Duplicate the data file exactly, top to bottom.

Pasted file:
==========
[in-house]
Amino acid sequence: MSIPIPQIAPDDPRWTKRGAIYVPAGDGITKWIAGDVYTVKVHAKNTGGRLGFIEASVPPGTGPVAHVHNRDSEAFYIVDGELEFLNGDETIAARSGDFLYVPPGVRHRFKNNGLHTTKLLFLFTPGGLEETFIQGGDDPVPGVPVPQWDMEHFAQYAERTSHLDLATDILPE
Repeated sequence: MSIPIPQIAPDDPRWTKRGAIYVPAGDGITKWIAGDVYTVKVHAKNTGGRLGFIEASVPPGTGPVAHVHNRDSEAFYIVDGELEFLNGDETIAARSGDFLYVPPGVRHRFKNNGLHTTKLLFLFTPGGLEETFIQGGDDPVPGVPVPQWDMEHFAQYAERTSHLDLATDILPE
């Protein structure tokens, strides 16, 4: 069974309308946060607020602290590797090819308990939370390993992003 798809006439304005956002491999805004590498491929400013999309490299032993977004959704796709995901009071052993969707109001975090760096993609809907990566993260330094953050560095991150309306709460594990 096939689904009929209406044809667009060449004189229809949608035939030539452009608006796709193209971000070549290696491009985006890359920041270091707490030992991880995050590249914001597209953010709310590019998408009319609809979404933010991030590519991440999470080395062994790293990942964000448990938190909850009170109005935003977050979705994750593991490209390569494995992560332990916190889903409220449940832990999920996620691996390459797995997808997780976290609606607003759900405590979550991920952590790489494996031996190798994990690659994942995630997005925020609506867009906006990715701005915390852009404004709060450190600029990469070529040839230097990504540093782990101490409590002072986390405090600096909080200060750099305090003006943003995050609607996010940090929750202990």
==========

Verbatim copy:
[in-house]
Amino acid sequence: MSIPIPQIAPDDPRWTKRGAIYVPAGDGITKWIAGDVYTVKVHAKNTGGRLGFIEASVPPGTGPVAHVHNRDSEAFYIVDGELEFLNGDETIAARSGDFLYVPPGVRHRFKNNGLHTTKLLFLFTPGGLEETFIQGGDDPVPGVPVPQWDMEHFAQYAERTSHLDLATDILPE
Repeated sequence: MSIPIPQIAPDDPRWTKRGAIYVPAGDGITKWIAGDVYTVKVHAKNTGGRLGFIEASVPPGTGPVAHVHNRDSEAFYIVDGELEFLNGDETIAARSGDFLYVPPGVRHRFKNNGLHTTKLLFLFTPGGLEETFIQGGDDPVPGVPVPQWDMEHFAQYAERTSHLDLATDILPE
């Protein structure tokens, strides 16, 4: 069974309308946060607020602290590797090819308990939370390993992003 798809006439304005956002491999805004590498491929400013999309490299032993977004959704796709995901009071052993969707109001975090760096993609809907990566993260330094953050560095991150309306709460594990 096939689904009929209406044809667009060449004189229809949608035939030539452009608006796709193209971000070549290696491009985006890359920041270091707490030992991880995050590249914001597209953010709310590019998408009319609809979404933010991030590519991440999470080395062994790293990942964000448990938190909850009170109005935003977050979705994750593991490209390569494995992560332990916190889903409220449940832990999920996620691996390459797995997808997780976290609606607003759900405590979550991920952590790489494996031996190798994990690659994942995630997005925020609506867009906006990715701005915390852009404004709060450190600029990469070529040839230097990504540093782990101490409590002072986390405090600096909080200060750099305090003006943003995050609607996010940090929750202990």